I am about to turn 53 and am a mum of 3, Nan of 1 and a very proud midwife and nurse. I am SDHD and have multiple head and neck paragangliomas.
I have had weird symptoms from as far back as my late 20’s. Varying diagnoses of migraines, panic attacks, anxiety, irritable bowel, vertigo. It wasn’t until 2013 when I was trying to work out what my ongoing 7 years of abdominal pain was from that things started. Scans had shown nothing but I was palpating my abdomen and felt a mass. Ultrasound finally located it. During surgery when it was excised, I had a hypertensive crisis while under anaesthetic. Diagnosis was an atypical endometrioma.
My BP continued to be high and I was referred to a specialist. I mentioned to him my father had had a pheochromocytoma. He had seen one in his career and was excited I may be a 2nd, but tests failed to find one. I went on antihypertensive meds. There was no mention of further scans or genetic testing. I had no idea the tumours in my father’s neck were linked to his pheochromocytoma.
By 2016 BP was having frequent spikes. I was convinced I was about to have a stroke as BP so high and severe headaches, vertigo, bounding heart rate, pulsitile tinnitus and blurred vision. Crying my GP, I begged for a CT. It showed a carotid body tumour called a paraganglioma. It was the 1st time I’d heard this term.
My father had not only a pheo but multiple glomus tumours. The surgery from removal of these tumours over the years had left him with severe comorbities. He lost his ear and hearing. Speech, swallow and gag reflex. He eventually died from aspiration pneumonia. Back then we didn’t know this could be genetic.
I was referred to a head and neck surgeon who didn’t know what to do with me. She referred me to ENT surgeon. This was where I learned these tumours were genetic. He reassured me we could watch and wait. They are slow growing and usually cause no problems. He ordered a plain PET scan which showed nothing else. I was so relieved no one would be cutting me open, I questioned nothing. Follow up was yearly CT and seeing him to check my vocal chords and swallow.
By 2020, symptoms were increasing. I had pain. I would choke on my own saliva. ENT reassured me that all was good. I started searching myself and found the pheo/para alliance. The Australian site gave me names of endocrinologists. This was where I finally started to get information that these tumours were neuroendocrine in nature.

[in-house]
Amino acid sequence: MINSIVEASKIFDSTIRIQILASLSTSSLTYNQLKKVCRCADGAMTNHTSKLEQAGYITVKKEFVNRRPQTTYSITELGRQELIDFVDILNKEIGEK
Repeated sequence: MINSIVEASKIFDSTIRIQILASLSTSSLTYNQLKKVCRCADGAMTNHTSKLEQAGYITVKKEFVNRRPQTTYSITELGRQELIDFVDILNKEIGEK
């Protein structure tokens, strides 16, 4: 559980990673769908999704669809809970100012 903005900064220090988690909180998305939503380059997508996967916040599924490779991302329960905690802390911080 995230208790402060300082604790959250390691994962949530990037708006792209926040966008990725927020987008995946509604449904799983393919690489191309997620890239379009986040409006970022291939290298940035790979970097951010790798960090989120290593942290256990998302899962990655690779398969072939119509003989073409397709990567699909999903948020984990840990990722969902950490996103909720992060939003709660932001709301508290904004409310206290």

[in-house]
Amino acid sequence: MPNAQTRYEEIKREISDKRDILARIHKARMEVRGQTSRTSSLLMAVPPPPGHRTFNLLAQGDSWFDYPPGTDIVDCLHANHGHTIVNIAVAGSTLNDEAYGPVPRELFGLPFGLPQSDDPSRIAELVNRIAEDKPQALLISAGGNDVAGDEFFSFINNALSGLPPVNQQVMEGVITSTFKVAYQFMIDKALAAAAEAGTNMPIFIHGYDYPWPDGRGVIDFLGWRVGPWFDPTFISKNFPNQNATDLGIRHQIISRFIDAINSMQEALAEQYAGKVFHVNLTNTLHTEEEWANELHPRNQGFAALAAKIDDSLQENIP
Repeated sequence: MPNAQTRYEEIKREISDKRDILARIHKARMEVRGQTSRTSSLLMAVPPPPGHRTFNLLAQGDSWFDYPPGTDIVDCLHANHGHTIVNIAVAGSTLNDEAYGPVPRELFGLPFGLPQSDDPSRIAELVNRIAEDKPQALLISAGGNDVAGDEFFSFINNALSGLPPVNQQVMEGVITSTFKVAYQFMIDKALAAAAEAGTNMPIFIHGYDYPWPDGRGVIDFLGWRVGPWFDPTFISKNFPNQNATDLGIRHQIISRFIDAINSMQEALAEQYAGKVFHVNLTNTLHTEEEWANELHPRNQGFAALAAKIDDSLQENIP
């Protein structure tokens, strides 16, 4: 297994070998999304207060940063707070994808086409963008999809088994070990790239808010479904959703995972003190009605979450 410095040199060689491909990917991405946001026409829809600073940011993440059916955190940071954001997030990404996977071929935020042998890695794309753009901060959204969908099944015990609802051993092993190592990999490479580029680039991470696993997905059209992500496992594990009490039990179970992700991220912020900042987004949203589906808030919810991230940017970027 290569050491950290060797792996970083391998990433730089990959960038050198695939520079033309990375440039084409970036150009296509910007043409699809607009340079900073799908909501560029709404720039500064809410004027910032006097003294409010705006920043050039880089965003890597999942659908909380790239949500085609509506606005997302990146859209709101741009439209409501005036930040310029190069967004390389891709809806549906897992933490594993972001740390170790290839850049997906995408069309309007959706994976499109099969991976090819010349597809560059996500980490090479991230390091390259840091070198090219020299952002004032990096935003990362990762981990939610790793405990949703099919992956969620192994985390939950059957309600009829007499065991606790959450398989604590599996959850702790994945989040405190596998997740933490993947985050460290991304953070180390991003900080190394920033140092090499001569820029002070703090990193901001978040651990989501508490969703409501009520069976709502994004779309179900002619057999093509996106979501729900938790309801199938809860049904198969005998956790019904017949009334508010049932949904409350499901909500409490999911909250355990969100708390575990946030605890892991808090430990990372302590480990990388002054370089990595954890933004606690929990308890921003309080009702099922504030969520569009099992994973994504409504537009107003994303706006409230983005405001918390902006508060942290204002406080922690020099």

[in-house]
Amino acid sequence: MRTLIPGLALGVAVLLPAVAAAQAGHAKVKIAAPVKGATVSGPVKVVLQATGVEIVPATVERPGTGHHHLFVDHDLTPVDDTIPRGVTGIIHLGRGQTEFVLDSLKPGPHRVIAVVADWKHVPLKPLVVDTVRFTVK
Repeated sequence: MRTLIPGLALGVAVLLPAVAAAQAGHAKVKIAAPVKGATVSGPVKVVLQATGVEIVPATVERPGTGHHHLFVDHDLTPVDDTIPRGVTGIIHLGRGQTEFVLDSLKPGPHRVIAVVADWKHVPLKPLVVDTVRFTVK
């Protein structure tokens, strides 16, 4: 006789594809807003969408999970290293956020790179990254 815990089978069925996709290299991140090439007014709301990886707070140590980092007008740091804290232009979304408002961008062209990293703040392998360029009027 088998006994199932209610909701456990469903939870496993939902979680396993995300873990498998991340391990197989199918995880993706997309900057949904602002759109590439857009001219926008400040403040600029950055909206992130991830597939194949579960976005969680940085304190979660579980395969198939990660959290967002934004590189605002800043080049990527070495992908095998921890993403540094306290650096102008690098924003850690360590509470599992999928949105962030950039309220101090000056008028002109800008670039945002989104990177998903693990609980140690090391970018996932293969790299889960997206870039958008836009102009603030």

I saw the endocrinologist in August of 2020 and he explained how I most likely had a gene mutation from my father. He ordered genetic testing and went on a mission to find tissue from my father’s pheochromocytoma. He explained about the different PET scans and how neuroendocrine tumours don’t always show on regular scans . A Gallium 68 Dotatate PET scan showed 5 more paragangliomas, bilaterally on carotid body, jugular foramen base of skull, and two more lower down.
I had genetic testing and in January 2021 found out my father was SDHD positive and so was I. This was not a relief really, but provided so many answers for my mum, who had never had answers for many years. Our family accepted genetic testing and fortunately my siblings were clear. Of my 3 children, only my daughter was positive and as SDHD disease is more likely paternally transferred, she should be ok. She had her first scan early this year and is clear
I had tests for catecholamines and metanephrines. All were elevated. It is too hard to tell which tumour may be secreting. BP continued to be high and heart rate elevated. So in April and June 2021 I was approved for 2 rounds of Lutate radiotherapy. It has stabilised my hormone levels and I have no more tumour growth .
I still have good days and bad days. It is hard knowing I “have a thing” and this is what I have to live with. What I have learned is appropriate referral is so important. For me a partial diagnosis came 3 years after my 1st hypertensive crisis. Full diagnosis and treatment took another 4 years.
If the Government funded a national awareness campaign I may have been diagnosed earlier, and the diagnosis would have been easier for me to understand. I would have known where to go for help earlier.